Home » Top CCP official touts “trust” to pressure Rome on BRI

Top CCP official touts “trust” to pressure Rome on BRI

While meeting with businesspeople in Milan and politicians in Rome, the head of the Chinese Communist Party’s international relations department called to boost bilateral cooperation and exchanges. He also hinted at repercussions if Italy ends up canning the Belt and Road deal

In the name of trust. As the Meloni government grapples with a key decision – whether to drop Italy’s participation in China’s Belt and Road Initiative – envoys of the Chinese Communist Party are bent on pressuring Italian institutional and community leaders to stay. All while clarifying what kind of consequence (perhaps a boycott?) such a “lack of trust” could entail.

  • Liu Jianchao, head of the CCP’s International Relations Department, did just that when he made his way to Milan to meet a community of Italian entrepreneurs.
  • There he attended a closed-door meeting with Mario Boselli, President of the Italy China Council Foundation (which was established last year through the integration of the Italy China Foundation and the Italy-China Chamber of Commerce).

The Silk Ode in Milan. While in Italy’s economic capital, Mr Liu discussed the BRI. According to a note from the CCP, talks centred on the “long history of friendship between Italy and China” and the “economic and commercial cooperation that has closely linked the two countries.” Expressing his appreciation for the Foundation’s work “in developing pragmatic cooperation between the two countries,” he said the BRI-sanctioned cooperation is “righteous” in the name of “a strategic, forward-looking and mutually beneficial path” and called for a climate of “trust” between Italian and Chinese entrepreneurs.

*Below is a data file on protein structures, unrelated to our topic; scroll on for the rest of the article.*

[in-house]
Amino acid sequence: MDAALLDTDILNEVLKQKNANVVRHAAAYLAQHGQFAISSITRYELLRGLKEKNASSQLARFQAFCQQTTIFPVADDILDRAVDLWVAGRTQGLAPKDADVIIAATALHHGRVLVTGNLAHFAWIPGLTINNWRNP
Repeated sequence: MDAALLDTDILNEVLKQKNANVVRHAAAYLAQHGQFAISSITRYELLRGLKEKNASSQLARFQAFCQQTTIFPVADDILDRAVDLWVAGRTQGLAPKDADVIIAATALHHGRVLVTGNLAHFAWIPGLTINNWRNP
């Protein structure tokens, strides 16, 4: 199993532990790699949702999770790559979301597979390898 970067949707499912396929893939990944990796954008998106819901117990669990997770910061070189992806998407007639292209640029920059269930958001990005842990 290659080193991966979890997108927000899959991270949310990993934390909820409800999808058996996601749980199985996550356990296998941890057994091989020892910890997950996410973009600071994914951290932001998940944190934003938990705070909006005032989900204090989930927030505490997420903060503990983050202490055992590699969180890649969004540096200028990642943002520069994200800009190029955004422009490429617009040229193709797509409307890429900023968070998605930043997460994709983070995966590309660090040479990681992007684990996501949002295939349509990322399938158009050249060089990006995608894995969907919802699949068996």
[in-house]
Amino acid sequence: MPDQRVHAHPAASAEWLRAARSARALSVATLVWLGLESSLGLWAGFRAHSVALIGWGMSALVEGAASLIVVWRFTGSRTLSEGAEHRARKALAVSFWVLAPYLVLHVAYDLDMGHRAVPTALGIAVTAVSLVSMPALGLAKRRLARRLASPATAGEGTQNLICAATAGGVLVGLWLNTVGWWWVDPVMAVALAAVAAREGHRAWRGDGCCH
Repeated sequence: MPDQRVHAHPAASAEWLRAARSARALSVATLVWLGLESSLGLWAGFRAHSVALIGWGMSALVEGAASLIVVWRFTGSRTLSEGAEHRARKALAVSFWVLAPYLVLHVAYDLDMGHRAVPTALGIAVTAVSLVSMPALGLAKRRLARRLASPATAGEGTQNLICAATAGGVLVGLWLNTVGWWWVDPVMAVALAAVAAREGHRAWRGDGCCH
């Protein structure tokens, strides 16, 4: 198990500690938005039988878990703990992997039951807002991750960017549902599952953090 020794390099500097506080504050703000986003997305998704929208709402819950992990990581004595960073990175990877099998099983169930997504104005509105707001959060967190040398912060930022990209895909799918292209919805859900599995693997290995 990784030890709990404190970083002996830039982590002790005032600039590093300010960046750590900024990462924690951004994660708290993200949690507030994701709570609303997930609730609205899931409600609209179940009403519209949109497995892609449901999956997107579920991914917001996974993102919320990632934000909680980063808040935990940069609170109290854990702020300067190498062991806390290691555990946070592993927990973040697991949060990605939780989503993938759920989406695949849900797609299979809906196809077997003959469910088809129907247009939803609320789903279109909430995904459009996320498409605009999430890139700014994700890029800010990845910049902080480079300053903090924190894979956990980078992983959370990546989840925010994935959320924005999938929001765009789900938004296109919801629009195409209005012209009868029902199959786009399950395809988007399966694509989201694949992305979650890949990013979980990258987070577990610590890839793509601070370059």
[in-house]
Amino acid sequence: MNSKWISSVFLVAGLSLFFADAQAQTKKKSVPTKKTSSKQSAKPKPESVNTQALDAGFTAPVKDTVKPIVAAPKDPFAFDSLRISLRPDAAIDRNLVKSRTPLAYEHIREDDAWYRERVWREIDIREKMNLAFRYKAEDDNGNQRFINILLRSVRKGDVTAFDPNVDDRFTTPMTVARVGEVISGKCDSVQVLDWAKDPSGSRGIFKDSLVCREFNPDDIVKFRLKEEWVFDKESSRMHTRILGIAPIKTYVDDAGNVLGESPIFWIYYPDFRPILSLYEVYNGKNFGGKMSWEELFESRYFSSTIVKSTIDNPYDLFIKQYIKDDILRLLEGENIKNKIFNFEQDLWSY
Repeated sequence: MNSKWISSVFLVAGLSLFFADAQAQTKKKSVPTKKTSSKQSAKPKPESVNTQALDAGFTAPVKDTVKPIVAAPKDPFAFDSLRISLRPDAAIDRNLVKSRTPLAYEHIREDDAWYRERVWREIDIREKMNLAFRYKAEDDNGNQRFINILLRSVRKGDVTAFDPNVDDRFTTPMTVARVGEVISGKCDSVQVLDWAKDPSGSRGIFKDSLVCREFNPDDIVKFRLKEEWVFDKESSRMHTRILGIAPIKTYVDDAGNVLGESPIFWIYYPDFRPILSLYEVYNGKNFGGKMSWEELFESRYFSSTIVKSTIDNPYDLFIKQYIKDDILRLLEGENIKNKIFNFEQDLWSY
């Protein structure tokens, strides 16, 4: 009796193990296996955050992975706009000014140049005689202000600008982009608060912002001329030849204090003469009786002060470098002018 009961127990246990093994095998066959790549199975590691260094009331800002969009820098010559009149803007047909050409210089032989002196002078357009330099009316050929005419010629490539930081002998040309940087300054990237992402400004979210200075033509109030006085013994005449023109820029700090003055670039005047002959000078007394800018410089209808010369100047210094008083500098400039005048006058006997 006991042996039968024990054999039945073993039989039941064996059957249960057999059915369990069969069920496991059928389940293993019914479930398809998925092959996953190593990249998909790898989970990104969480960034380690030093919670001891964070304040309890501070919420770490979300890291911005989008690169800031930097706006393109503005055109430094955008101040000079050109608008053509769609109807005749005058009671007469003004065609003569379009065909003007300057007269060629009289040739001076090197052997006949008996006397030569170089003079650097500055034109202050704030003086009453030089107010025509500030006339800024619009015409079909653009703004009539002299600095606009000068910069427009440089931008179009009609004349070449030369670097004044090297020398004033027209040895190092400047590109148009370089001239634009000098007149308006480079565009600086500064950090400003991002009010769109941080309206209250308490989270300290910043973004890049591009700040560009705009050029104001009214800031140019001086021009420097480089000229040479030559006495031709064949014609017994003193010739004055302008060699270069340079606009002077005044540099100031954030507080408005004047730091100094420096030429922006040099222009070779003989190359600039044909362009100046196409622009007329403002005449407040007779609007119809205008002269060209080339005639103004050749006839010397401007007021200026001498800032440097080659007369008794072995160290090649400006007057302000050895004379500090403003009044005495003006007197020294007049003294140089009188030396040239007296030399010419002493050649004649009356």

• According to the CCP document, the Italians in attendance pointed out that China “is not only a huge market for Italian companies to invest and develop their business, but also a strategic base for Italian companies to enter Asia” and, conversely, Italy “is also a gateway for Chinese companies to enter Europe.”
  • With this in mind, reads the CCP text, “Italian entrepreneurs firmly support Italy and China” on renewing the BRI deal. Even though the note circulated by the Italy China Council Foundation, only mentions the BRI among the “numerous topics addressed” in the closed-door meeting.

The encore in Rome. After Milan, Mr Liu travelled to Rome to meet Italian MPs and political figureheads, including Senate President Ignazio La Russa, Foreign Minister Antonio Tajani and Democratic Party leader Elly Schlein (as well as the leaders of Italian communist parties, which didn’t manage to enter Parliament due to lack of votes).

  • He also participated in an event organised by the Italianieuropei Foundation chaired by former PM Massimo D’Alema.

Singing the same tune. China’s Ambassador to Italy, Jia Guide, also touted the need for “trust” in a lengthy interview with Fanpage, noting that if Rome were to “recklessly” decide not to renew the BRI deal – “a platform that accentuates political trust and the high strategic profile of cooperation” – it would certainly “dampen the enthusiasm of cooperation in many spheres, including the political, economic, commercial and cultural spheres.”

  • Such a decision “would have a negative impact on his country’s image, credibility and cooperation prospects,” added Ambassador Jia, calling on Italy (as Mr Jiu then did) to do the “correct” thing and take “the correct decisions autonomously, independently, and in line with its own national interests and the fundamental interests of the Italian people.”
    • Words that clash with the calls for non-interference in internal affairs he reiterated three times in the same interview.

Image: China Daily

This article was updated to reflect Mr Liu’s meeting with Mr Tajani.

Subscribe to our newsletter